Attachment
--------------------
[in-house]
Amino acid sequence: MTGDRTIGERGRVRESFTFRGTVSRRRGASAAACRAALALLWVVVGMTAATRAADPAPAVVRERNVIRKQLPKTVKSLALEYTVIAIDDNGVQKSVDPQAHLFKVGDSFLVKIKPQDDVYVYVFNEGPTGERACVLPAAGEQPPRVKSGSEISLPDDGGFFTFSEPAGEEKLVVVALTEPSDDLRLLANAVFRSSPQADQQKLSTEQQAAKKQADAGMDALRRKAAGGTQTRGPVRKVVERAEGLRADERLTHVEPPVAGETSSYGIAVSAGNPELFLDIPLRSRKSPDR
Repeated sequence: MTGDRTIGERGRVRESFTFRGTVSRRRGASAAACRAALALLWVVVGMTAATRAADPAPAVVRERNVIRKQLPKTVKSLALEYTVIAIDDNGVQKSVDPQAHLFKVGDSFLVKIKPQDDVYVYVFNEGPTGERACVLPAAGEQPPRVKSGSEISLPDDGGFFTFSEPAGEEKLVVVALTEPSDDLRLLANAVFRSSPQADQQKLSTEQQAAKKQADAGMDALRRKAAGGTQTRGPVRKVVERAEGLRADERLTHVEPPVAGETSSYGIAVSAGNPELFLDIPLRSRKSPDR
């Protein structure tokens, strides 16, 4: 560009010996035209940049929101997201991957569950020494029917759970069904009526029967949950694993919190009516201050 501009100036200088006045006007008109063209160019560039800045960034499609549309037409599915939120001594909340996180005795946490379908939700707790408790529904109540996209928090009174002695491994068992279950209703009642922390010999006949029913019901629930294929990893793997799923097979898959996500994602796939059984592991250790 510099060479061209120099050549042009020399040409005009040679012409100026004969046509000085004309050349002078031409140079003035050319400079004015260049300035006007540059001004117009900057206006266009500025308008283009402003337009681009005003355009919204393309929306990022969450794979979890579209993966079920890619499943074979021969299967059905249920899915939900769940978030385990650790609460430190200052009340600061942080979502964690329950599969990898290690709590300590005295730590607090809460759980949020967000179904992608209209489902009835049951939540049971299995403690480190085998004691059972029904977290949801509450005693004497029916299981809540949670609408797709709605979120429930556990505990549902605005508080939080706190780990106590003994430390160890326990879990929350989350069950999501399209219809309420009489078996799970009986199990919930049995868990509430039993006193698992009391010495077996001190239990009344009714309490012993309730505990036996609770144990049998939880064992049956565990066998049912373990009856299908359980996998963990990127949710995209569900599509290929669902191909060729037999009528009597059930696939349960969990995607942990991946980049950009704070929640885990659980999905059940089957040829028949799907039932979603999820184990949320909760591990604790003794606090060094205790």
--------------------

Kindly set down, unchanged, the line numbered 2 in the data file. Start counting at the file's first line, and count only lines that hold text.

Amino acid sequence: MTGDRTIGERGRVRESFTFRGTVSRRRGASAAACRAALALLWVVVGMTAATRAADPAPAVVRERNVIRKQLPKTVKSLALEYTVIAIDDNGVQKSVDPQAHLFKVGDSFLVKIKPQDDVYVYVFNEGPTGERACVLPAAGEQPPRVKSGSEISLPDDGGFFTFSEPAGEEKLVVVALTEPSDDLRLLANAVFRSSPQADQQKLSTEQQAAKKQADAGMDALRRKAAGGTQTRGPVRKVVERAEGLRADERLTHVEPPVAGETSSYGIAVSAGNPELFLDIPLRSRKSPDR